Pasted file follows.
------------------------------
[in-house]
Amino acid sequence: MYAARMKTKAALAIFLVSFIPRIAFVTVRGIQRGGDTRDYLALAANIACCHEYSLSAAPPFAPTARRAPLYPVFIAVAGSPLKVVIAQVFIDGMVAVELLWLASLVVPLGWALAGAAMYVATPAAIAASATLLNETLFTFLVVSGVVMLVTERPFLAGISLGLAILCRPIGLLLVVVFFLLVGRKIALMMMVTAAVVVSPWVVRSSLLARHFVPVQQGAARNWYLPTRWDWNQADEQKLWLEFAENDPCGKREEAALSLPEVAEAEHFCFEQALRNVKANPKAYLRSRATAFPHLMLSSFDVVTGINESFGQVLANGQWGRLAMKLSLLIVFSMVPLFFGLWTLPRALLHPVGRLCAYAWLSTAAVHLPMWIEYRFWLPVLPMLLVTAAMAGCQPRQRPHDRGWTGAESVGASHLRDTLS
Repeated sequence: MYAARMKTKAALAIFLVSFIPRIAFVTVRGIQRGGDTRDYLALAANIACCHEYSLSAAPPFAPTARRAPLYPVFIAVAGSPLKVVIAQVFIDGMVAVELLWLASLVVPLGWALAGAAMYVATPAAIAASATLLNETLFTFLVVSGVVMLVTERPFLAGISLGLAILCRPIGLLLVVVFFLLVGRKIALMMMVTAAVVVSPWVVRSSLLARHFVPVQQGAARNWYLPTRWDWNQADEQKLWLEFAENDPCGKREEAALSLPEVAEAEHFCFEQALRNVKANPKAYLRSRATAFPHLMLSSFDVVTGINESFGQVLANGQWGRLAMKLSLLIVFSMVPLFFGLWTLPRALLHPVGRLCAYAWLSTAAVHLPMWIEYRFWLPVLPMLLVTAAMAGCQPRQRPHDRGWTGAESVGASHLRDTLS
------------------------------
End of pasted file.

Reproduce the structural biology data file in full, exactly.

[in-house]
Amino acid sequence: MYAARMKTKAALAIFLVSFIPRIAFVTVRGIQRGGDTRDYLALAANIACCHEYSLSAAPPFAPTARRAPLYPVFIAVAGSPLKVVIAQVFIDGMVAVELLWLASLVVPLGWALAGAAMYVATPAAIAASATLLNETLFTFLVVSGVVMLVTERPFLAGISLGLAILCRPIGLLLVVVFFLLVGRKIALMMMVTAAVVVSPWVVRSSLLARHFVPVQQGAARNWYLPTRWDWNQADEQKLWLEFAENDPCGKREEAALSLPEVAEAEHFCFEQALRNVKANPKAYLRSRATAFPHLMLSSFDVVTGINESFGQVLANGQWGRLAMKLSLLIVFSMVPLFFGLWTLPRALLHPVGRLCAYAWLSTAAVHLPMWIEYRFWLPVLPMLLVTAAMAGCQPRQRPHDRGWTGAESVGASHLRDTLS
Repeated sequence: MYAARMKTKAALAIFLVSFIPRIAFVTVRGIQRGGDTRDYLALAANIACCHEYSLSAAPPFAPTARRAPLYPVFIAVAGSPLKVVIAQVFIDGMVAVELLWLASLVVPLGWALAGAAMYVATPAAIAASATLLNETLFTFLVVSGVVMLVTERPFLAGISLGLAILCRPIGLLLVVVFFLLVGRKIALMMMVTAAVVVSPWVVRSSLLARHFVPVQQGAARNWYLPTRWDWNQADEQKLWLEFAENDPCGKREEAALSLPEVAEAEHFCFEQALRNVKANPKAYLRSRATAFPHLMLSSFDVVTGINESFGQVLANGQWGRLAMKLSLLIVFSMVPLFFGLWTLPRALLHPVGRLCAYAWLSTAAVHLPMWIEYRFWLPVLPMLLVTAAMAGCQPRQRPHDRGWTGAESVGASHLRDTLS